What are our elected officials doing to stimulate projects for community improvement? What are people who get paid to sit in tribal offices and government offices doing to help citizens who need services?

Wilford R. Joe
Shiprock, N.M.

Our ancestors always found a way

Just one unsolved case of a missing Diné woman is one too many. One. No matter what her circumstances, she is sacred, she is loved and she is hozho.

The recent article, “Mothers of missing women cling to hope” (Oct. 12, 2017) is a stark reality of the unfortunate plight of family members reaching out in desperation for answers, for validation, for closure. This is an epidemic that is historical in nature, rooted in the scourge of colonialism, far reaching and touching our lives today.

Today this issue is not simply limited to women, it extends to children and men. It is both a multi-faceted and complex problem to tackle.

We are left with questions with very few answers. Namely, parents such as Lela Mailman desperately, desperately seeks help, weeping in the parking lot of the president’s office. We deal with the convoluted jurisdiction concerning these matters, as well as resources and time.

So what are the right questions to ask? How do we take steps to address this issue?

Missing and murdered indigenous women are among the highest demographic to experience all that encompasses it. Unfortunately, these numbers do not currently exist for Diné people, and is a reflection of all Indigenous communities in the U.S. This problem offers an avenue of change in the process, in an effort to garner effective support in addressing this issue.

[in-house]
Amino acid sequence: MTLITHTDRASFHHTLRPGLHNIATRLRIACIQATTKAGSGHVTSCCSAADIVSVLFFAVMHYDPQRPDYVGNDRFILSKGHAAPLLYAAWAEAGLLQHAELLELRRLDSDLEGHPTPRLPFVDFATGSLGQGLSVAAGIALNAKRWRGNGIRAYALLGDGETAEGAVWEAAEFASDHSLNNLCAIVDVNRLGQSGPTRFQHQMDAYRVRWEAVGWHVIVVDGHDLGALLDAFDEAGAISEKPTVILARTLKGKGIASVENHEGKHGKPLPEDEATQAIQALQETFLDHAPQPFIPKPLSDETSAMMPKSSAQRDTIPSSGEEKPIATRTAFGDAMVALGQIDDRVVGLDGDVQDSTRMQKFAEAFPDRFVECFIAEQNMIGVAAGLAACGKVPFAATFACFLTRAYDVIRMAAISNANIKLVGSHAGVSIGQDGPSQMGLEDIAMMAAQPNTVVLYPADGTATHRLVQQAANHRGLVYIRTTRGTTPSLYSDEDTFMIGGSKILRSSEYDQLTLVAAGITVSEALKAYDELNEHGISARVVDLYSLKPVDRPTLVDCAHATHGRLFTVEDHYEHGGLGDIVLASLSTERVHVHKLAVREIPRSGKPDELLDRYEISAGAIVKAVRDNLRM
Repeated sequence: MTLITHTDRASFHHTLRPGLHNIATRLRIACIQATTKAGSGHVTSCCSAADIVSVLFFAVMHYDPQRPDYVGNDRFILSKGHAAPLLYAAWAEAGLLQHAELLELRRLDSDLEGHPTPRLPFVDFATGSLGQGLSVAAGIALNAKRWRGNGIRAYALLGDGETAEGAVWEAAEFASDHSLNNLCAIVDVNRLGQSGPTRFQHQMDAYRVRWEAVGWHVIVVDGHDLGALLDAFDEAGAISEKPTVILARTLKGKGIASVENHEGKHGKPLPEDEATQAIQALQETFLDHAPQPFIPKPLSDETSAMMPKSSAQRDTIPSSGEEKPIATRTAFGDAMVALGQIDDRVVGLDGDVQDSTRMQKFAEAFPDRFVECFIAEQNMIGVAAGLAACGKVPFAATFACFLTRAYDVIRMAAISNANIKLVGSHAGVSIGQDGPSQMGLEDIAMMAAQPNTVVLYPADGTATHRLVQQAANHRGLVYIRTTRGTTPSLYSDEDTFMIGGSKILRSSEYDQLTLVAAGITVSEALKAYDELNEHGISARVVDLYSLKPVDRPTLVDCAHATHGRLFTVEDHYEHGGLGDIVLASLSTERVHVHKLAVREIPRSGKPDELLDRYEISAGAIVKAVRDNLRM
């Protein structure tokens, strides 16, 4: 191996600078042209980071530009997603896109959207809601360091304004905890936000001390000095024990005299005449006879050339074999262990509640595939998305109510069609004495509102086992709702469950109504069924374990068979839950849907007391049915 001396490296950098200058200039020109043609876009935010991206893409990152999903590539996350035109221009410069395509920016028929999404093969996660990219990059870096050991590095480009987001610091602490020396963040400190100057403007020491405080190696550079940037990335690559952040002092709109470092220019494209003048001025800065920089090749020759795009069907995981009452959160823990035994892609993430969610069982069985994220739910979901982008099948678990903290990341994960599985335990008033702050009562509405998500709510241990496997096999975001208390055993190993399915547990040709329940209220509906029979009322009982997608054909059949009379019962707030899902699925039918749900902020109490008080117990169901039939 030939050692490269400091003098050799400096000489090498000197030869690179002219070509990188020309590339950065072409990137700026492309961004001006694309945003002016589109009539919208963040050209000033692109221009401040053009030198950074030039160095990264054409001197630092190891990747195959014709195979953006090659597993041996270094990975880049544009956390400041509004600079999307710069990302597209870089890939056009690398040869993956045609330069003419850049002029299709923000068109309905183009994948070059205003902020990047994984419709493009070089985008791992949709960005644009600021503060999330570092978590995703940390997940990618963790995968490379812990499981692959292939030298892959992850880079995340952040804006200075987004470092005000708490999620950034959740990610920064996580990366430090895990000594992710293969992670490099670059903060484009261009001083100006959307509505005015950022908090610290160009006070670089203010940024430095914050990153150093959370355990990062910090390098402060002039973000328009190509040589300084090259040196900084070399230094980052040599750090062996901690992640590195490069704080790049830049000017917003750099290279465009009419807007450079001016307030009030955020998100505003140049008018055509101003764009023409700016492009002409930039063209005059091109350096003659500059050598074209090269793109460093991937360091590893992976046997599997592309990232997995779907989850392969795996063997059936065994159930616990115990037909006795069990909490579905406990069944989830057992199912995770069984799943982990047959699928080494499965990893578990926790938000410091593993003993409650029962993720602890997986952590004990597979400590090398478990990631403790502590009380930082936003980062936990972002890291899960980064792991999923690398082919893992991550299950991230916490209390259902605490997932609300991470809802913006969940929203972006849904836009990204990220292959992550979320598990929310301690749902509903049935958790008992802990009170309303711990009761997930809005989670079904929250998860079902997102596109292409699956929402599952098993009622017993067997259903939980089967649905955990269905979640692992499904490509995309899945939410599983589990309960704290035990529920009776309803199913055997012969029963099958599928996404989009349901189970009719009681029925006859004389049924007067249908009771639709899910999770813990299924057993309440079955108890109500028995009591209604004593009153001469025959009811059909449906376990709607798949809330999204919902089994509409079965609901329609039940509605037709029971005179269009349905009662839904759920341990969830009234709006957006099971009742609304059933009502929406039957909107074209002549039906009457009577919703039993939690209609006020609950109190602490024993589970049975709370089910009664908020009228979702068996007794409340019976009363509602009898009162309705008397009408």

I believe that getting evidence-based data would offer a tangible foundation to finding solutions, as well as working collaboratively within communities to understand how to best serve them.

Finally, I ask you to consider not resorting to laying blame on any particular agency or organization. That is too easy. Effective solutions look at the strengths of our people, and who we believe we are as K’e.

Our ancestors have passed on valuable teachings as a creative lens to work with problems. I am encouraged by the fact that it is why I am here today, because the odds were always against us.

Even now that is true. They found a way. That is my greatest hope, that we will continue to be the answers to our problems as well.

Melody Delmar
St. Louis, Mo.


The resounding resonance of K’e

Citizens of the Dineh Nation are privileged to read about K’e in each edition of the Navajo Times. Does the average reader know what the term even means? I don’t think so. Let me give an example of the full resounding resonance of K’e.

On the surface K’e carries a sign of respect. The respect is founded on relationship. Further, the relational respect is characterized by reverence for our ageless Dineh cultural greeting system.

At my initial reading of the article entitled “Speaker: Zah guilty of ‘abuse of authority’ in referendum debate” (Oct. 19, 2017), I was immediately reminded of the one-on-one remark I made to then-speaker of the Council after the passing of Title Two in 1988.

I said to Mr. (Nelson) Gorman, “Is it true that you are now the most important official in the Dineh Nation government and that the Dineh people did not vote you in to be the speaker?”

Speaker Gorman did not have a word to say. It was then that I knew that Title Two was a makeshift spur-of-the-moment legislation.

I said to Mr. Gorman, “Title Two is not a Constitution voted on by the people.”

I left his office quickly as he had absolutely nothing to say.

Now to K’e. Mr. Peterson Zah’s father is of the Táchii’nii Clan. So over the years I have known him, his uncle John Billy and cousin-nephew Irving Billy as my neighbors at Indian Camp during the late 1950-1960s. I have always addressed Mr. Zah as “my son.”